Internationally recognized minimum standards of protection for all MPAs established in Canada are essential to ensuring that these areas actually work to protect marine resources. The Federal government recently announced plans to develop minimum standards for inclusion in Canada’s Oceans Act - a great step forward. Without minimum standards, each new MPA proposal is subject to negotations over every possible use, which is how we end up with MPAs like the Laurention Channel MPA mentioned above. Canadian Parks and Wilderness Society (CPAWS) recommends that minimum standards should include: no bottom trawling, no oil and gas activities, no deep-sea mining, and mandatory core no-take areas.

  • The Scott Islands: A Proposed marine National Wildlife Area in the Great Bear Sea

Earlier this year the Federal government invited feedback on a proposal for the Scott Islands marine National Wildlife Area (mNWA). The Scott Islands extend westward to the continental shelf from the northwestern tip of Vancouver Island. Five to ten million migratory seabirds travel the Pacific to forage on the abundance of plankton and small fish here, and over 1 million seabirds breed on the Scott Islands. This designation differs somewhat from an MPA, but the objective is to protect marine foraging habitat for BC’s most important seabird colonies. The proposal brought forward did not affect any current commercial fishing or shipping activities within the 11,546 km2 boundary. We are now awaiting a revised proposal.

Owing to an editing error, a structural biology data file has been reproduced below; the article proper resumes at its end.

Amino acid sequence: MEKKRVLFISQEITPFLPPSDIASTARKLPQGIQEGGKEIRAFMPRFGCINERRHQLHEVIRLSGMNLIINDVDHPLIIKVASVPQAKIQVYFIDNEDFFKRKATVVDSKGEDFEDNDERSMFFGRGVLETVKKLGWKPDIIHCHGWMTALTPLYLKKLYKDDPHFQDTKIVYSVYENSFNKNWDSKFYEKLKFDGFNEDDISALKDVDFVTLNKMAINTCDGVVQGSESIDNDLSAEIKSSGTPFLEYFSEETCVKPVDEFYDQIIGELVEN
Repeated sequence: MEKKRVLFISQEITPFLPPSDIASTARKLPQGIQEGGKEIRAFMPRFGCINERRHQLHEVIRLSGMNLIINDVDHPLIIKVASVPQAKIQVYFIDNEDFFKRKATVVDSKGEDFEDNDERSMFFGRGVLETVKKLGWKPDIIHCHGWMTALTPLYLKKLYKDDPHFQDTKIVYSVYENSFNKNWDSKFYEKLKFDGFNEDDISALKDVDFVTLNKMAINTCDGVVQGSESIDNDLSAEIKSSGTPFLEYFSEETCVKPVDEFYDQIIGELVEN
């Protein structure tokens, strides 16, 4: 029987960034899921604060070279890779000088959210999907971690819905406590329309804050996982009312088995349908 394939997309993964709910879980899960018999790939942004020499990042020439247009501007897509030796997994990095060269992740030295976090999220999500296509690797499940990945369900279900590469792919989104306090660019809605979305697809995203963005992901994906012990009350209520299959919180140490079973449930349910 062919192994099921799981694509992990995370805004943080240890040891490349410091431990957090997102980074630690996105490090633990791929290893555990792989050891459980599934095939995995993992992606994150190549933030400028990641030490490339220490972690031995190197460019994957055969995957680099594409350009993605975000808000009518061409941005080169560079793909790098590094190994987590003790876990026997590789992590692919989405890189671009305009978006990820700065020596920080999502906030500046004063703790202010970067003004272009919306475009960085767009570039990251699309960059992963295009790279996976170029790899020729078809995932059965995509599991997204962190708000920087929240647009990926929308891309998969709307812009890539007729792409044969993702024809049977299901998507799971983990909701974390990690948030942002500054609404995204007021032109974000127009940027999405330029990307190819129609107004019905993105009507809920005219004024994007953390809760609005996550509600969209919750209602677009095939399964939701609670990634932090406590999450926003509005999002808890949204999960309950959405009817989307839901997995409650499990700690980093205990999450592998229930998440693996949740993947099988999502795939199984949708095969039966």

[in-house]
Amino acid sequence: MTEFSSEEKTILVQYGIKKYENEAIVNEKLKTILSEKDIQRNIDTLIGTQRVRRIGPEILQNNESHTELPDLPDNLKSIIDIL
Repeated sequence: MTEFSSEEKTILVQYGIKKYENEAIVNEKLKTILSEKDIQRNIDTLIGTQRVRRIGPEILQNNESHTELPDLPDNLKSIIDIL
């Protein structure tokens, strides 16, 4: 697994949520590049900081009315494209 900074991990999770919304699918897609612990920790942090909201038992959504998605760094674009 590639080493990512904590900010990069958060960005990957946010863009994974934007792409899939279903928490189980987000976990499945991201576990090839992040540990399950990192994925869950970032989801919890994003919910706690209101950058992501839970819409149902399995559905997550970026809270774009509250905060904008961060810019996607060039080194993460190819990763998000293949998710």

Where are we at now in the Great Bear Sea?

Proposals for various levels of protection now cover 30% of the Great Bear Sea, including 16% as part of the First Nations and Province of B.C. Marine Partnership for the North Pacific Coast (MaPP), and 14% in existing and proposed protected areas, including Gwaii Haanas National Park Reserve, Hecate Strait and Queen Charlotte Sound Glass Sponge Reef MPAs, Scott Islands marine National Wildlife Area, rockfish conservation areas and others. First Nations, the province, and the federal government are currently designing the Northern Shelf Bioregion MPA network, which will give federal protection at various levels to many of these areas, with the goal of protecting biodiversity throughout the whole Great Bear Sea.

We believe that it's important for our supporters to grasp what all of these percentages and designations mean in context, and what they could mean for the Great Bear Sea.  You too can contribute to achieving the best possible future for the Great Bear, its First Nations cultures, and its ocean denizens.